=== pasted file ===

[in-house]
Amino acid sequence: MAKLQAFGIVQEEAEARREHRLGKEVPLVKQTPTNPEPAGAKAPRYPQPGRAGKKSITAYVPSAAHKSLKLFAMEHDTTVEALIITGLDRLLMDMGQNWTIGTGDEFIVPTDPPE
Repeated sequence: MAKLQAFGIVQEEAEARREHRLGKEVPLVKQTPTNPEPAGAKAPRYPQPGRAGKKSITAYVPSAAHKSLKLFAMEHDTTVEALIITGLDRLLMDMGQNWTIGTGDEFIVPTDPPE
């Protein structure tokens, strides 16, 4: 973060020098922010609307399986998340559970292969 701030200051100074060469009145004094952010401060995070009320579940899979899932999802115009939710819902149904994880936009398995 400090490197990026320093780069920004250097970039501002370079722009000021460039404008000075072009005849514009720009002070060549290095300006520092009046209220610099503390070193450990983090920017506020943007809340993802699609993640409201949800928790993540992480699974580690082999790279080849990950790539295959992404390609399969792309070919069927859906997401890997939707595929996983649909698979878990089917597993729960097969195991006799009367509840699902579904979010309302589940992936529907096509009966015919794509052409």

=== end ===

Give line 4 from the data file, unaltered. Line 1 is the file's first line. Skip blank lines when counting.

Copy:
């Protein structure tokens, strides 16, 4: 973060020098922010609307399986998340559970292969 701030200051100074060469009145004094952010401060995070009320579940899979899932999802115009939710819902149904994880936009398995 400090490197990026320093780069920004250097970039501002370079722009000021460039404008000075072009005849514009720009002070060549290095300006520092009046209220610099503390070193450990983090920017506020943007809340993802699609993640409201949800928790993540992480699974580690082999790279080849990950790539295959992404390609399969792309070919069927859906997401890997939707595929996983649909698979878990089917597993729960097969195991006799009367509840699902579904979010309302589940992936529907096509009966015919794509052409």